Encouragement as Election Day Nears

Bishop Eric Matsumoto
“Bishop’s Corner” message from the October 2020 HQ Update

Available in both video and text.

Are you confused? In doubt? Feeling uncertain? If you are, do not despair. You are not alone. Have you heard of the Kalama Sutta (translation from Pali by the Venerable Soma Thera)?

In Ancient India, during the time of Sakyamuni Buddha, there was a people known as the Kalamas. One day, they approached Sakyamuni Buddha and confessed they did not know what to do. They explained that they had listened to many teachers and sages, but confessed that they were uncertain about how to determine what is true and what they should embrace.

Kalama Sutta excerpt on Buddhist Stupa in Kesariya, Bihar, India. “Kalamas, when you yourselves know: 'These things are good; these thingsare not blamable; these things are praised by the wise; undertaken and observed,these things lead to benefit and happiness,' enter on and abide in them.”

The underlying image is of the Kesariya Stupa in Bihar, India where the Buddha delivered the Kalama Sutta, and is via Wikimedia Commons. Used under CC BY-SA 2.5 license. (Does not appear in HQ Update version.)

The Buddha responded “It is proper for you, Kalamas, to doubt, to be uncertain; uncertainty has arisen in you about what is doubtful. Come, Kalamas. Do not go upon what has been acquired by repeated hearing; nor upon tradition; nor upon rumor; nor upon what is in a scripture; nor upon surmise; nor upon an axiom; nor upon specious reasoning; nor upon a bias towards a notion that has been pondered over; nor upon another’s seeming ability; nor upon the consideration, ‘The monk is our teacher.’ Kalamas, when you yourselves know: ‘These things are bad; these things are blamable; these things are censured by the wise; undertaken and observed, these things lead to harm and ill,’ abandon them.”

The Buddha is saying we should not simply decide on matters based on: what you are told by others, has been said from the past, hearsay, on something just because it is cited in a text, mere logic, mere inference, it is “common sense,” preconceived notions, because a speaker seems trustworthy, and “This is what our teacher says.” The depth and profundity of the Enlightened One’s advice is that he includes himself and the Buddhist teachings to this scrutiny or inquiry too! The Buddha saw the potential in people that people skillfully guided could understand higher truths and make positive wholesome decisions which benefit self and others. He encourages everyone to become critical thinkers or think for yourself. It is important to base matters on fact and that which can be confirmed by our experience(s). Buddha noted that anything that is based on greed, anger and ignorance will not be positive and will not lead to wholesome outcomes. The Buddha says if whatever you are contemplating leads “to harm and ill, abandon them.”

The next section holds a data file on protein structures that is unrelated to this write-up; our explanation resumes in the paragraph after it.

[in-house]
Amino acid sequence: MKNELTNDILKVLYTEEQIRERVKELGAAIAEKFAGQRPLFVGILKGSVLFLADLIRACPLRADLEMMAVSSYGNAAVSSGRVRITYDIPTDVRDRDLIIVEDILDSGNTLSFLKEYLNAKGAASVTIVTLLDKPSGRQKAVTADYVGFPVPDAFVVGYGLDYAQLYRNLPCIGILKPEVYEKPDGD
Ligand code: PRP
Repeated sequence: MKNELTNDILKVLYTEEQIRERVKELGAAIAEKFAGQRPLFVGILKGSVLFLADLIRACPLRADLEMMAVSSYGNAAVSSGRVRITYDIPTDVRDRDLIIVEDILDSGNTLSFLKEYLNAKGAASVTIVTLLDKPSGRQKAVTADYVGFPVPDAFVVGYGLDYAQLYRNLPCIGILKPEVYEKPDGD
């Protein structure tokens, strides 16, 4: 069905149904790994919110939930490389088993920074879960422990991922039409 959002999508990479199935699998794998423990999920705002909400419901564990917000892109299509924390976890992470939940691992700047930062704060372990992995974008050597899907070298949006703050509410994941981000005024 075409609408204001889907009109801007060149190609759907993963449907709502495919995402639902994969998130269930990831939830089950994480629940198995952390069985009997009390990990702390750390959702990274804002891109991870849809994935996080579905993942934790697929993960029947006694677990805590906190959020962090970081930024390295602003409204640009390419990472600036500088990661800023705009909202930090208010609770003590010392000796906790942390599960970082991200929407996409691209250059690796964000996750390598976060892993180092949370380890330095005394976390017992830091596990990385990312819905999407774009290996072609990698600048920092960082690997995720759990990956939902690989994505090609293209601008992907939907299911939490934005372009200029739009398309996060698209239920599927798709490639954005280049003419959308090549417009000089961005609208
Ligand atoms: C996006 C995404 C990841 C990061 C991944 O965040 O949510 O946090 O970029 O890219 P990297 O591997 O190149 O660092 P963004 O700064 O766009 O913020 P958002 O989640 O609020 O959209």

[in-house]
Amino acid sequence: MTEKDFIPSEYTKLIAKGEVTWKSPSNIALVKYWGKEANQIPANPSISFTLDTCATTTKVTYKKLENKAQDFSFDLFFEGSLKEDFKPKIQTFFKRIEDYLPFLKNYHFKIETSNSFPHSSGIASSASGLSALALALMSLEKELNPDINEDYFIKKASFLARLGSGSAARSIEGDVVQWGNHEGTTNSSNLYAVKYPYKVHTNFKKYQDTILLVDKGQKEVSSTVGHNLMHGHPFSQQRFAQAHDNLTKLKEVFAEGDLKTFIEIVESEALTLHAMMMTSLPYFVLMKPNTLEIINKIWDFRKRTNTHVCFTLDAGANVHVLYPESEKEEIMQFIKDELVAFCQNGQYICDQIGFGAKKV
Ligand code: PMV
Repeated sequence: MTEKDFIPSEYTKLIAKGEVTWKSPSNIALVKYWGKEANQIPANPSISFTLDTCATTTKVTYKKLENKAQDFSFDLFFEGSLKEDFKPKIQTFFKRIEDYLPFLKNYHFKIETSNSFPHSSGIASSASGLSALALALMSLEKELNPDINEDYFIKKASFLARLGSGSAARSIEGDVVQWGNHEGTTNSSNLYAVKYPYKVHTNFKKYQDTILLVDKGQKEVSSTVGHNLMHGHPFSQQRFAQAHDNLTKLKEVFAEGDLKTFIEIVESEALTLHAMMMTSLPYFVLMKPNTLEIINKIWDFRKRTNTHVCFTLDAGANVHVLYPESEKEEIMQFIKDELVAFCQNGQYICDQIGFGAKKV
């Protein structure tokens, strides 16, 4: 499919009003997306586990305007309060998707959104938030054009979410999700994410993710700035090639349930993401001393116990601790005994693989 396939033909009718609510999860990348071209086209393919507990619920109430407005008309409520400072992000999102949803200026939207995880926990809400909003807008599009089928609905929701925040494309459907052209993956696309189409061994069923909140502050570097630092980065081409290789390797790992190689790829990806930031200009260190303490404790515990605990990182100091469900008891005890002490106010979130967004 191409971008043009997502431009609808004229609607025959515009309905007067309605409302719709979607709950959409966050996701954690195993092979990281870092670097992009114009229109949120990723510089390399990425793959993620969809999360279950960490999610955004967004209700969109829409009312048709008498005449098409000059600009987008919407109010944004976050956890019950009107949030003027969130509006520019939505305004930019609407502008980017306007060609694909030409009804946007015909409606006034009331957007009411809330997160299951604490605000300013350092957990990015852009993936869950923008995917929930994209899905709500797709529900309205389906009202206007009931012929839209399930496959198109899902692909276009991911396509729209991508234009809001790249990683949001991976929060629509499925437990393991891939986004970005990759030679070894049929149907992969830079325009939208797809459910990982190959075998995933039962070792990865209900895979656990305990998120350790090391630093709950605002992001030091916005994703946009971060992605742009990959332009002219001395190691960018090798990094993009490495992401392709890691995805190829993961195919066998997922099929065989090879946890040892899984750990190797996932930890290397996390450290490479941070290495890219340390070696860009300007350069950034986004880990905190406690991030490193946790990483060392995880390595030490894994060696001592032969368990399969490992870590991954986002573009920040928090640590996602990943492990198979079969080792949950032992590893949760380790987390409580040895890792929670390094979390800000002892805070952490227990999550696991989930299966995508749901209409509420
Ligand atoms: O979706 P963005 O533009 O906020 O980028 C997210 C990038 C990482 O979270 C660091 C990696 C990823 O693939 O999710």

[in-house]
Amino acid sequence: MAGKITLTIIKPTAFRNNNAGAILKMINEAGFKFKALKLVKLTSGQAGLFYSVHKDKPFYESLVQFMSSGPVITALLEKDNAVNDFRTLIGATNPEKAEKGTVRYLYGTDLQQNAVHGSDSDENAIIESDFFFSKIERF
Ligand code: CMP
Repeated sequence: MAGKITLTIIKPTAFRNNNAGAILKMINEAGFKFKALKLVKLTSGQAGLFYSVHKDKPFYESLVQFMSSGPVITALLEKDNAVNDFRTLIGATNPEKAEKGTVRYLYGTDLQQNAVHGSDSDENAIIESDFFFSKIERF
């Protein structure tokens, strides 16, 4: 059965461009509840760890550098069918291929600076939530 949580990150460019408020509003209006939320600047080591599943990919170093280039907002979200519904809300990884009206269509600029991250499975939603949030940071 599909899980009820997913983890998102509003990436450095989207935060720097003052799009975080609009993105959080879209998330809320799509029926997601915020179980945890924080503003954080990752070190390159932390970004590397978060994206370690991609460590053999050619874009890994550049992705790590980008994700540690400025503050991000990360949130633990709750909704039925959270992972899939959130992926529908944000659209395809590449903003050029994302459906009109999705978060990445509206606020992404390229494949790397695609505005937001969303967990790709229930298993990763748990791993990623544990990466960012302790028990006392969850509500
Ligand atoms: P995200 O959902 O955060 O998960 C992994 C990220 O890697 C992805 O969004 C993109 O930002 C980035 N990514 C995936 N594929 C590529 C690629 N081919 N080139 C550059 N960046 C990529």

On the other hand, matters which are not connected to greed, anger and ignorance will lead to positive and wholesome outcomes should be embraced, but the Buddha emphasizes it should be based on sound reasoning and confirmed by experience and that “these things (should) lead to benefit and happiness” as he says “Come, Kalamas. Do not go upon what has been acquired by repeated hearing; nor upon tradition; nor upon rumor; nor upon what is in a scripture; nor upon surmise; nor upon an axiom; nor upon specious reasoning; nor upon a bias towards a notion that has been pondered over; nor upon another’s seeming ability; nor upon the consideration, ‘The monk is our teacher.’ Kalamas, when you yourselves know: ‘These things are good; these things are not blamable; these things are praised by the wise; undertaken and observed, these things lead to benefit and happiness,’ enter on and abide in them.”

Also, mentioned in this Sutta is the importance of loving-kindness, compassion, empathetic joy and equanimity known as the “Four Immeasurables.” Loving-Kindness aspires for the happiness of others, Compassion aspires for all others to be free from suffering, Empathetic Joy rejoices at others’ happiness and successes, and Equanimity emphasizes equality for one and all!

Here in America, we, average citizens, have the privilege to elect our government leaders. In many parts of the world, people still do not have the option or opportunity. We should not take voting for granted. Thus, I would encourage everyone to vote! Some of you may have already voted, thank you. If you have not registered, there is still time to register and vote with same day registration and in-person voting at Voter Service Centers until November 3rd. As you decide on who to vote for, please keep in mind, the wise words of Sakyamuni Buddha to the Kalamas. “Kalamas, when you yourselves know: ‘These things are bad; these things are blamable; these things are censured by the wise; undertaken and observed, these things lead to harm and ill,’ abandon them.” And Kalamas, when you yourselves know: ‘These things are good; these things are not blamable; these things are praised by the wise; undertaken and observed, these things lead to benefit and happiness,’ enter on and abide in them.” May the Buddha, the Dharma and the Sangha guide us. Thank you.

Bishop Eric Matsumoto in ministerial vestments (small thumbnail image)Reverend Eric Matsumoto is the 16th bishop of the Honpa Hongwanji Mission of Hawaii.